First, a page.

Hyde, which Stevenson uses for realism to persuade the reader the novel is true. He uses documents for realism, because documents are something we come across every day, and something we would generally believe. Take for instance Jekyll’s will, which is referred to early in the novel. When we first hear about what is on the will, we might think ‘Well why would Jekyll give all his belongings to Hyde? And why does it refer to him disappearing? ‘ But the reason we don’t doubt the novel because of these questions is that it’s a deed, which is a legal document.
Therefore, we do not question whether it is telling the truth. Weather is referred to frequently in The Strange Case of Dr. Jekyll and Mr. Hyde. It’s a simple concept of everyday life that Stevenson has used as realism. Everyday we notice the weather, and so take to make it seem real; so do the characters. The reference to weather comes every so often, and is almost put in the novel randomly, as if Stevenson has selected parts through the book to include weather just make sure of the reality. The Strange Case of Dr. Jekyll and Mr.
Hyde is set in London, and the reason we know this is not because it states that near the start of the novel, but that its repeated over and over again. He sets the novel in London because most of the readers at the time of publishing would have been in London. So, when people from London read the novel, and keep reading about a mysterious case in their own city, it seems believable and chilling. Stevenson also to refers to Soho quite often. When reading it, people from Soho will want to look out the window just to check Jekyll and Hyde aren’t there.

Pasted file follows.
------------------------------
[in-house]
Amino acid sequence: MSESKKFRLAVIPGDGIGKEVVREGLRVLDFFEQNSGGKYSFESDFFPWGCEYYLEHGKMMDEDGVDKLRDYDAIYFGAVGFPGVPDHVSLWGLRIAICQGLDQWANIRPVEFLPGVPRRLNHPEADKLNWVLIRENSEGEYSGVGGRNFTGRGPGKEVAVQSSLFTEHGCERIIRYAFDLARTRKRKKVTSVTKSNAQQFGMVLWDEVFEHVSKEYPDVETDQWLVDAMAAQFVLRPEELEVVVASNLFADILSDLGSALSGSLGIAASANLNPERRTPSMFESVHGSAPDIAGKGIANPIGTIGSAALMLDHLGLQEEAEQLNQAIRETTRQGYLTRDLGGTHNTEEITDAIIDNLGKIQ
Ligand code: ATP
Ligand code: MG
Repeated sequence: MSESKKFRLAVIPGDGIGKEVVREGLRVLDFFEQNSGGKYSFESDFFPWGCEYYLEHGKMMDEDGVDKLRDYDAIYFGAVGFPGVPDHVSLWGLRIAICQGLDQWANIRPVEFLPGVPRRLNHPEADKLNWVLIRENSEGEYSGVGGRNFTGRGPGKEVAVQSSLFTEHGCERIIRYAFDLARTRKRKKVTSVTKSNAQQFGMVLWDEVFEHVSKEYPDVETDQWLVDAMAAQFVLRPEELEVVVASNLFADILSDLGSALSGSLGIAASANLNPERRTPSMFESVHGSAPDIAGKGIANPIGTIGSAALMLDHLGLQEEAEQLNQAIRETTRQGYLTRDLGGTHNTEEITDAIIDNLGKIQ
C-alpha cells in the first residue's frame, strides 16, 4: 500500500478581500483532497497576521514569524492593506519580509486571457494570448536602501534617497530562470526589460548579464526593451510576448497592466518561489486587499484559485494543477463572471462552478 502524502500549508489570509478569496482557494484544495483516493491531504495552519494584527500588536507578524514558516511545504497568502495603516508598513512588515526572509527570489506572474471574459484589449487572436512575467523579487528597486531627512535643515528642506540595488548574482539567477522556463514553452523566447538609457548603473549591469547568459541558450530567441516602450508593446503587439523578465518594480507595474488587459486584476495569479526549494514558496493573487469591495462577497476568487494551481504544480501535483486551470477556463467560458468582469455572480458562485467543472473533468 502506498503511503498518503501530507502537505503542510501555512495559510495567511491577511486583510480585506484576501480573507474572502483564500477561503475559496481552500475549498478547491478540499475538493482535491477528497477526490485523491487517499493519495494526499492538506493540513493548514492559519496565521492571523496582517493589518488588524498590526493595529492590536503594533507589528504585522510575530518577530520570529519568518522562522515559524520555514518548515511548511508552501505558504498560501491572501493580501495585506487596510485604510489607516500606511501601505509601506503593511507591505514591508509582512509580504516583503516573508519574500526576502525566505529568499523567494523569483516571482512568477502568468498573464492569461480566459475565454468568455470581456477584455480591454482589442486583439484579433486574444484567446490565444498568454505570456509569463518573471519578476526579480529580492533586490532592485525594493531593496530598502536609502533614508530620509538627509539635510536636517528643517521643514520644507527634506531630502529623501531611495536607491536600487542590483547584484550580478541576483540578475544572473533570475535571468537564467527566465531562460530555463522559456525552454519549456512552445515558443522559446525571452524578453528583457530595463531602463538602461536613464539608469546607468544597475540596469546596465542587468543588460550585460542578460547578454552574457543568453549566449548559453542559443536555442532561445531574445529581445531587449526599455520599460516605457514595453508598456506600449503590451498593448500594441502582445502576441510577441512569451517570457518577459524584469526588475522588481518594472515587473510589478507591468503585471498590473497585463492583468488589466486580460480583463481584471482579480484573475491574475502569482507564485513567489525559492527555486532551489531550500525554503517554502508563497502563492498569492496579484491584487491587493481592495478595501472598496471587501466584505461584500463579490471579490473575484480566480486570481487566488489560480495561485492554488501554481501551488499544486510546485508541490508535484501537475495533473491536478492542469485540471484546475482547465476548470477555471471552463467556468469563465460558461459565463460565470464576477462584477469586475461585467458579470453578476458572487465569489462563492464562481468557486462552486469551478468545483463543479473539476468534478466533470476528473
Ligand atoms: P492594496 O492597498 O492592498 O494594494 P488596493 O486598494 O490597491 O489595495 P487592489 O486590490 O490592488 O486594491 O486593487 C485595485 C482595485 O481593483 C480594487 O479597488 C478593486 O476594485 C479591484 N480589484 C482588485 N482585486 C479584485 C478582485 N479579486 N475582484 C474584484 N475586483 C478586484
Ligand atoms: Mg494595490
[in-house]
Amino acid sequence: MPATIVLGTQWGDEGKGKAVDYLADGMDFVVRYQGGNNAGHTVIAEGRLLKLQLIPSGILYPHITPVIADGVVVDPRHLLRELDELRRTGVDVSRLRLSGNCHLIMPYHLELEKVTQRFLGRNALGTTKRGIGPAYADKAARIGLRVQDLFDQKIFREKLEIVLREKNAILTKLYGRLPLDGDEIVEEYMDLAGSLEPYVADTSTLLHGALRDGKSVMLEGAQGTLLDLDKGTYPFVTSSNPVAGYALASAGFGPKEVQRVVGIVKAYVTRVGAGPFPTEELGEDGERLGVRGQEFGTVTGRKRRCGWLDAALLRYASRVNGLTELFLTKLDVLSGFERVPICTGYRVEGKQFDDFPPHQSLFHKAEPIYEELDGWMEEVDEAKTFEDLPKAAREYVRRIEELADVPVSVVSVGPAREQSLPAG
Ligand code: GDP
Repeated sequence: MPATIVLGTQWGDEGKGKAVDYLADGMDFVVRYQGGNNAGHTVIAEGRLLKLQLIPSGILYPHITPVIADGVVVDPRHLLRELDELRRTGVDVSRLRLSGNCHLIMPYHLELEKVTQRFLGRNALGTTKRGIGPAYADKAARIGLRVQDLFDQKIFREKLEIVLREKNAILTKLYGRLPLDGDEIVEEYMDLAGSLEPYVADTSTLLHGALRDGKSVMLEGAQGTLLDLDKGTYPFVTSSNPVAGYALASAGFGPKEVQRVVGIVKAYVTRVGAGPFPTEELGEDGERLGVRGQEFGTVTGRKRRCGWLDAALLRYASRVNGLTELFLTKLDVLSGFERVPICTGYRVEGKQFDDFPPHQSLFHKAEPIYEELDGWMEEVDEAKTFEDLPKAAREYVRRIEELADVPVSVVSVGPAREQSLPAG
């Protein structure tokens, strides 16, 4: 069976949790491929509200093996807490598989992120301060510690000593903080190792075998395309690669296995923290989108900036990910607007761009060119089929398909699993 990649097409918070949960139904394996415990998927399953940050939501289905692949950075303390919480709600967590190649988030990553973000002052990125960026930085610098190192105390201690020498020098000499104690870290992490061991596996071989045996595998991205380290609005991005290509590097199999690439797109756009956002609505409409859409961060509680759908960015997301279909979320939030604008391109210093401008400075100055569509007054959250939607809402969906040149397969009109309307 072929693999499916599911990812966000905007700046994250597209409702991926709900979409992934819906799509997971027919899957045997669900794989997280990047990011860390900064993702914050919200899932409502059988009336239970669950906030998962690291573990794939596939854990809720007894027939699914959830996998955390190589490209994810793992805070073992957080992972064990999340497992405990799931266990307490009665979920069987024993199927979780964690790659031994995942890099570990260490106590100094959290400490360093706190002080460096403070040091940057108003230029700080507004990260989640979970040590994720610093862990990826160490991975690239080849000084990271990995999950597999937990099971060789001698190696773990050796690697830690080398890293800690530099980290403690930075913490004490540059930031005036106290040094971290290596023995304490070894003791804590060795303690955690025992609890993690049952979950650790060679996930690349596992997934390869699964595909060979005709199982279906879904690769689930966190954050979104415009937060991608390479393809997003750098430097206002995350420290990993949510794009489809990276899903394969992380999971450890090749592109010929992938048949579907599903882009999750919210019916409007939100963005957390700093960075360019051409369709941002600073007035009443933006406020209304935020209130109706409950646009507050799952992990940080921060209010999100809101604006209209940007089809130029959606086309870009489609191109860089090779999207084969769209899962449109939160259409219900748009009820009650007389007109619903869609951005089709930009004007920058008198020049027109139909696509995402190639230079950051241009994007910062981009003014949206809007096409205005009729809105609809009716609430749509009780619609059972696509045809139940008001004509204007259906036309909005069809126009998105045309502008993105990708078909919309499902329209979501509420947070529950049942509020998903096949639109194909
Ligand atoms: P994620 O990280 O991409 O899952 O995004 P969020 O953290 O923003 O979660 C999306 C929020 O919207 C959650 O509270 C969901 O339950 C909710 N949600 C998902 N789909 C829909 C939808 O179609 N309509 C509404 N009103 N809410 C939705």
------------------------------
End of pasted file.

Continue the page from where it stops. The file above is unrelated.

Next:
The references entice the reader, and make them want to read on. ‘Where else in London will they go? ‘, they might think. If the novel were set in a far away area, like ‘Dracula’ is, the reader would feel safe and calm. Being in London the reader feels in danger and cautious. The Strange Case of Dr. Jekyll and Mr. Hyde was first published in 1886, a time at when people were judged by their looks. In The Strange Case of Dr. Jekyll and Mr. Hyde there is constant reference to the way Hyde looks, and every description talk of how awful and strange he looks.
For example on pg 15, there is description of Hyde’s appearance according to Mr Enfield. The description is fairly long, but it uses words like ‘something wrong with his appearance… displeasing… deformed… downright detestable… ‘ In other descriptions words like this or of that nature are used to describe Hyde’s looks, and it is repeated often. Due to the repeats, it is engraved in the readers’ brains, and so they remember how he looks whenever they read his name and therefore it makes the descriptions seem more realistic.
Throughout the novel, Stevenson just adds little bits of realism into the descriptions of objects. For example, at the start of ‘The last Night’ chapter, Poole wipes himself with a red handkerchief. Why do we need to know its red? That’s irrelevant, you might think. But knowing the colour of it gives us a sense of knowledge of what is happening and makes the novel more realistic. Also, red is associated with blood. It is little things like that, and other bigger uses of realism, that allow Stevenson to negotiate the jump between mystery and paranormal.